The role of human capital, social capital, and psychological capital in micro-entrepreneurship in China

  • Susan Schwaz

    Student thesis: PhD Thesis


    A key question in entrepreneurship research is how certain individuals in different contexts are able to generate superior venture performance. Micro-entrepreneurs in emerging and transition economies lack access to various forms of capital to launch and grow new ventures, as they operate in settings characterised by resource scarcity and underdeveloped market institutions. To meet the need for tangible financial resources, lenders provide small loans to stimulate business development. Yet financial capital alone does not ensure successful business outcomes, raising questions as to how micro-entrepreneurs deploy intangible resources to drive growth. Based on in-person survey interviews conducted with 164 entrepreneurs receiving loans at community banks in Zhejiang Province, China, as well as qualitative field data, this study examines the impact of human capital, social capital, and psychological capital on the growth of micro-enterprises in China, with a focus on the moderating role of psychological capital. By integrating psychological capital with human capital and social network approaches, this study fills a research gap at the intersections of these three perspectives. The contributions of this study include establishing boundary conditions for these theories to explain how entrepreneurs overcome resource scarcity to grow ventures within a relational society undergoing a transition to a market economy.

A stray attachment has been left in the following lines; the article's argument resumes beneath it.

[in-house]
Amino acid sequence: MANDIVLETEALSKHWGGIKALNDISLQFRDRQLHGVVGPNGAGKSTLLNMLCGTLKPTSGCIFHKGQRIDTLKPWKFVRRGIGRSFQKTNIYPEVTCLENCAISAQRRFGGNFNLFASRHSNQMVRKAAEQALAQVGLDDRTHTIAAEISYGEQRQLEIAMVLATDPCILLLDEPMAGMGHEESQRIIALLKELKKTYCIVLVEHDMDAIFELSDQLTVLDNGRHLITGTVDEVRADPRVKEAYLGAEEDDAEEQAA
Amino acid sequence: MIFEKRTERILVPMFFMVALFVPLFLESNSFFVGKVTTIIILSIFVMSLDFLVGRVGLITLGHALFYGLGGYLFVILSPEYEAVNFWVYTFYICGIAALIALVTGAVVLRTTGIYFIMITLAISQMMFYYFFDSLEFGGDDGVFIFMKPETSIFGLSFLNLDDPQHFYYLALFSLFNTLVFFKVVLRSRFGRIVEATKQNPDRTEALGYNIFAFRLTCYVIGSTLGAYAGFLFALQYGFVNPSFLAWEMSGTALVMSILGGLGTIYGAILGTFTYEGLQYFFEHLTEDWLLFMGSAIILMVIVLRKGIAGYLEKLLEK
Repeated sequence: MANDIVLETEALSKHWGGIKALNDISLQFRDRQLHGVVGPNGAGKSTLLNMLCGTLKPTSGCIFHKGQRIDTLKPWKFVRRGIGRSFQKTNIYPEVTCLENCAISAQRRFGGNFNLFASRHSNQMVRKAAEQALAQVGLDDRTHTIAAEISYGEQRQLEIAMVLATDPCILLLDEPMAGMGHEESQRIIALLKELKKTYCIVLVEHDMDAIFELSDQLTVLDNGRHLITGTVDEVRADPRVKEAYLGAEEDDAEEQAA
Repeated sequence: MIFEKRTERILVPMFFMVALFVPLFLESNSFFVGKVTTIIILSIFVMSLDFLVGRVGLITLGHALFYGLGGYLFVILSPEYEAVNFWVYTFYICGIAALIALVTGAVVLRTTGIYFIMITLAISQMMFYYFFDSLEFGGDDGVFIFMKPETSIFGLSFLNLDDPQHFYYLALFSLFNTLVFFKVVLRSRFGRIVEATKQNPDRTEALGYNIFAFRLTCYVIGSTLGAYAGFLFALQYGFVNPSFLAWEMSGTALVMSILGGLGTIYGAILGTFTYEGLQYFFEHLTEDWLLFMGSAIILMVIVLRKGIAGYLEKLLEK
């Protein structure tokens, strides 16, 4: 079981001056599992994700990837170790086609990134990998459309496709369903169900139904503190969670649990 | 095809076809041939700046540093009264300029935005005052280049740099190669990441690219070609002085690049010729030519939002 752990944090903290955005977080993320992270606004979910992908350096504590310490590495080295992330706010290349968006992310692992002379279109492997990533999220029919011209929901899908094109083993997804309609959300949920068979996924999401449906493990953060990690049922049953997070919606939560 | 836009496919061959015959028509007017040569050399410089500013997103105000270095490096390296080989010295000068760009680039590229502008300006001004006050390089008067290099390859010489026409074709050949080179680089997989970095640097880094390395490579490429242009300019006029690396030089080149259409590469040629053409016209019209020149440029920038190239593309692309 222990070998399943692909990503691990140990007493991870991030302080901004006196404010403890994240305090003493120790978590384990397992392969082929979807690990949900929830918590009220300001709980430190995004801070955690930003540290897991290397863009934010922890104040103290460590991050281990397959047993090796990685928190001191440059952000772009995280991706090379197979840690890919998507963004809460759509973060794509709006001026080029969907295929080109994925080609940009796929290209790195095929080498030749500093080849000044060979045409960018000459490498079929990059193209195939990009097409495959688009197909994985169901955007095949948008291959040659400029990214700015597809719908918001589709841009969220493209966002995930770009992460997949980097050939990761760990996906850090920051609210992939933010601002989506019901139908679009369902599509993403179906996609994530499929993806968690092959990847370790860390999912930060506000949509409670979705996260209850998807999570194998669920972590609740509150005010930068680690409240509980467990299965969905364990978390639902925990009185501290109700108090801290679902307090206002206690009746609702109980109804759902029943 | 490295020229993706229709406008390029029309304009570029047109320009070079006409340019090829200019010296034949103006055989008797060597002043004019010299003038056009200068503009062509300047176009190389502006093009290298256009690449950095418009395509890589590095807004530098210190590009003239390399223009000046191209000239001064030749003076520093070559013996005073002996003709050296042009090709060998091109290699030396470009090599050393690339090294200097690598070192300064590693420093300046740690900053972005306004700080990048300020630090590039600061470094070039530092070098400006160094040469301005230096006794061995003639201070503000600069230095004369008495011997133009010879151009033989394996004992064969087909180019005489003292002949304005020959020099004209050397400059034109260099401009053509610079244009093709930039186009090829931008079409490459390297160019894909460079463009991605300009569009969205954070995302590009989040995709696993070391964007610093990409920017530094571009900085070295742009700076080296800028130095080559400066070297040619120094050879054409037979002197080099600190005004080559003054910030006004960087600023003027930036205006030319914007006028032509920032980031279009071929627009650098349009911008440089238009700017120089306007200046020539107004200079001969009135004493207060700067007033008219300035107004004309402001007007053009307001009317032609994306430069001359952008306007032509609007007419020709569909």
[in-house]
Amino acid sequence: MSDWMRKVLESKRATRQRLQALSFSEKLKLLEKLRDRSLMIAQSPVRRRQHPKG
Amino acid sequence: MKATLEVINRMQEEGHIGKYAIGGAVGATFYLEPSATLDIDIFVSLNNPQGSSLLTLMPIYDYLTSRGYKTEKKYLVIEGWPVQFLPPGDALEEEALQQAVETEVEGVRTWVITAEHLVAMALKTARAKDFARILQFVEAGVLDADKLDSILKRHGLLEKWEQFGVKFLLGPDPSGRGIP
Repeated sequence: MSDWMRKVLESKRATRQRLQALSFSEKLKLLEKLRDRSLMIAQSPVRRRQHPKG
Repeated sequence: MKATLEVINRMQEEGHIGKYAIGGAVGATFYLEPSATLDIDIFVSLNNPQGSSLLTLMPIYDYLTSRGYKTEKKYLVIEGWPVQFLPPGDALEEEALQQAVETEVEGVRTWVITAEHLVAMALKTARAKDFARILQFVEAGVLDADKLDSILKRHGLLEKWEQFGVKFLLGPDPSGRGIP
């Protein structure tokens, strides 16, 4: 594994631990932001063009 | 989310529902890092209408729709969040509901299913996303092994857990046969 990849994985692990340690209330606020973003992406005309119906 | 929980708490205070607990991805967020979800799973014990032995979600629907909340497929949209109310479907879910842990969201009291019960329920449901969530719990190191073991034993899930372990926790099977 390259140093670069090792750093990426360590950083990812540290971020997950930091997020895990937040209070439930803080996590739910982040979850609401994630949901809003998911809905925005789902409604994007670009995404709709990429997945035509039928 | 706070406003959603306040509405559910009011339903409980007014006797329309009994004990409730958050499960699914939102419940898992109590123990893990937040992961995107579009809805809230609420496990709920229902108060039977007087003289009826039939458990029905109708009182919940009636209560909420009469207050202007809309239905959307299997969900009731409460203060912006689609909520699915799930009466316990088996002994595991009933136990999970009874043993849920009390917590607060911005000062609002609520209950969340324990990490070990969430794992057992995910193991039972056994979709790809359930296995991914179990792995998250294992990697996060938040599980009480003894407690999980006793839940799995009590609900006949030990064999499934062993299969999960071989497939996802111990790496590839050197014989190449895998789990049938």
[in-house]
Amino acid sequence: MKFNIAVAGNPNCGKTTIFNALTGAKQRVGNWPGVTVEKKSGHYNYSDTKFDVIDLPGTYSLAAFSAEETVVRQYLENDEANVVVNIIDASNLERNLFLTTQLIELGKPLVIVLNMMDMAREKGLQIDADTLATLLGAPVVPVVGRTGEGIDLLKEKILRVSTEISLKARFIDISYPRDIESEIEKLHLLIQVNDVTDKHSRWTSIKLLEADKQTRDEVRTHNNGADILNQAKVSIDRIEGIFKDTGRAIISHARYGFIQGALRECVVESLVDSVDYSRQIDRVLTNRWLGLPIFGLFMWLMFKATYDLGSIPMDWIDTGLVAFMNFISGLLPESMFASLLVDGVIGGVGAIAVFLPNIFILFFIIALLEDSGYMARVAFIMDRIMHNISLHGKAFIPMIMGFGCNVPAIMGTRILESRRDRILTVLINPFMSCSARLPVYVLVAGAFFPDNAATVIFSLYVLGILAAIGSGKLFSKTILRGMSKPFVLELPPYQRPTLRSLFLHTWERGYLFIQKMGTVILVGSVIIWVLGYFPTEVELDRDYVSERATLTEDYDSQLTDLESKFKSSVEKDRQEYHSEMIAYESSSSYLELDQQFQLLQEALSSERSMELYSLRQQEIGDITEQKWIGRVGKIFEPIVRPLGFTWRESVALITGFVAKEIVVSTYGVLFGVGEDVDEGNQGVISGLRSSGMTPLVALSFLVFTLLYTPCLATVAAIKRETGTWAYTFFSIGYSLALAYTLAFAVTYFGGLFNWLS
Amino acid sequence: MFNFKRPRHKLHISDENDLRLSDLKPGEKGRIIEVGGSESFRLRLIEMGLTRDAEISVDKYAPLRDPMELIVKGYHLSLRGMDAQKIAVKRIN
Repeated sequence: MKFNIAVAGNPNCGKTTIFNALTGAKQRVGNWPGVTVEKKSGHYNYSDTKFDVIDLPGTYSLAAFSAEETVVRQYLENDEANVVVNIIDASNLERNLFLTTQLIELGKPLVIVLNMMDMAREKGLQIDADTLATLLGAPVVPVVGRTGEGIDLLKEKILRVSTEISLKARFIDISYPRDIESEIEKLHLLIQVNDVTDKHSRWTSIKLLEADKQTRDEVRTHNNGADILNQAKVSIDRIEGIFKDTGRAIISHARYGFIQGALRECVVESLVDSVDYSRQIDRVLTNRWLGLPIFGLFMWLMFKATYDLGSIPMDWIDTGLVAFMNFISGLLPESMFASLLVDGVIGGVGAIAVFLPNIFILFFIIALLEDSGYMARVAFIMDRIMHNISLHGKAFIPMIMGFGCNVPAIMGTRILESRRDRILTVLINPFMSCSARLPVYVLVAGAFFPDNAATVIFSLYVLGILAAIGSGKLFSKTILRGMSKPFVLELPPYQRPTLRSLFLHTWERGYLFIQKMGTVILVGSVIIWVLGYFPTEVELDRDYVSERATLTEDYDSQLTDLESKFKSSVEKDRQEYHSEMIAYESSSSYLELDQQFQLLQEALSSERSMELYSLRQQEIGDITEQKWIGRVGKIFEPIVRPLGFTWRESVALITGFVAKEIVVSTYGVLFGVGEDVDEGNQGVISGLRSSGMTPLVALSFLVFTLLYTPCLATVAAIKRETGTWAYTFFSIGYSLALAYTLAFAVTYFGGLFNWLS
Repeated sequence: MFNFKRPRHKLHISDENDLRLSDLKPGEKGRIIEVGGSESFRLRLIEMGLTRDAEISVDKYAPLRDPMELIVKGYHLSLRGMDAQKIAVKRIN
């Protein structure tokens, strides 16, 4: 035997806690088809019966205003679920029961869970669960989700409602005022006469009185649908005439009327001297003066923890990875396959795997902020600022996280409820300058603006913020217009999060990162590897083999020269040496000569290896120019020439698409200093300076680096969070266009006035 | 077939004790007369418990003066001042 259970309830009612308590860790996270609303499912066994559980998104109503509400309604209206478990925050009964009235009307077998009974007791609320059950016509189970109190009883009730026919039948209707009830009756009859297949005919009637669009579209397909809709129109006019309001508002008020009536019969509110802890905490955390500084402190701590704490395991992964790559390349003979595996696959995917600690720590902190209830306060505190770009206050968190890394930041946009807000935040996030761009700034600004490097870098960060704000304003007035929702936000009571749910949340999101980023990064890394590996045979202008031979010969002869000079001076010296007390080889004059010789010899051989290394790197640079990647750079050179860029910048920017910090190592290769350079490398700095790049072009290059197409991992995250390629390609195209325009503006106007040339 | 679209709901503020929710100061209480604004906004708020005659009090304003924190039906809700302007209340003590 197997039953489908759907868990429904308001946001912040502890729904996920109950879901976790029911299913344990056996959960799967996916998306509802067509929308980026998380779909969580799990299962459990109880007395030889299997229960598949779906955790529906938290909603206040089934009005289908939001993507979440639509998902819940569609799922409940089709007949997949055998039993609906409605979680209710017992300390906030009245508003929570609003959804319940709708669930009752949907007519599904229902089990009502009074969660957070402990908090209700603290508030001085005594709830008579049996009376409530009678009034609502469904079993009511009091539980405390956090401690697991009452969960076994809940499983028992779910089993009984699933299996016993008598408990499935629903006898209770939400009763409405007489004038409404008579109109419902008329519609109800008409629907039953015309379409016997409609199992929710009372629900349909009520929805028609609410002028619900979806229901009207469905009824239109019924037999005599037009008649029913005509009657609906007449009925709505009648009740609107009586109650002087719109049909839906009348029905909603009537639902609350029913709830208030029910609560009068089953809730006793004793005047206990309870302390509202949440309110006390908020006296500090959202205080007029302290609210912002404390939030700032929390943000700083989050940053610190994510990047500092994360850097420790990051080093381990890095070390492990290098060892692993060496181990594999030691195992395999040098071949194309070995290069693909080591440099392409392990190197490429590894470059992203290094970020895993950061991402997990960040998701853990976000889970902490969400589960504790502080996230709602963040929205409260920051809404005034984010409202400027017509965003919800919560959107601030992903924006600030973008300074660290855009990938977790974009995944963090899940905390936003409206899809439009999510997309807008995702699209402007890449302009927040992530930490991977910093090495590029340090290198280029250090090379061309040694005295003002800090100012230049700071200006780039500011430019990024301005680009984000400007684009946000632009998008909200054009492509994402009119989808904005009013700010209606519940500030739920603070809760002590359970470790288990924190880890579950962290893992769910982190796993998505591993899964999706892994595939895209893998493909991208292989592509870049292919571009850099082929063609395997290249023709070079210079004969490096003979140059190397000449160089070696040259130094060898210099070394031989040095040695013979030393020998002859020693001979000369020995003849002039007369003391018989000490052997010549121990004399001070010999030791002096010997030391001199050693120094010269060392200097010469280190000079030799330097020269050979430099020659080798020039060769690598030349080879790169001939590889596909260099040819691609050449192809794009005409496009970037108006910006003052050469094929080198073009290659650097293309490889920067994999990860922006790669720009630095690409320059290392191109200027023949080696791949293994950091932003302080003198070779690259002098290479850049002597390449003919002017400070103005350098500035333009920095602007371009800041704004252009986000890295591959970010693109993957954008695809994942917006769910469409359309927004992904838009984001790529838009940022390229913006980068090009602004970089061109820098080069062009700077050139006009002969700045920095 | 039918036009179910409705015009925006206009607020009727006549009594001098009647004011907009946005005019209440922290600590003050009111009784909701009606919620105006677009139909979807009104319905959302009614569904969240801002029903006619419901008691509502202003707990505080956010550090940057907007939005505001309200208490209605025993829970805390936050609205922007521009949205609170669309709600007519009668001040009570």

Date of Award8 Jul 2017
    Original languageEnglish
    Awarding Institution
    • Univerisity of Nottingham
    SupervisorBat Batjargal (Supervisor) & Carl Fey (Supervisor)


    • entrepreneur
    • China
    • psychological capital
    • social capital
    • human capital

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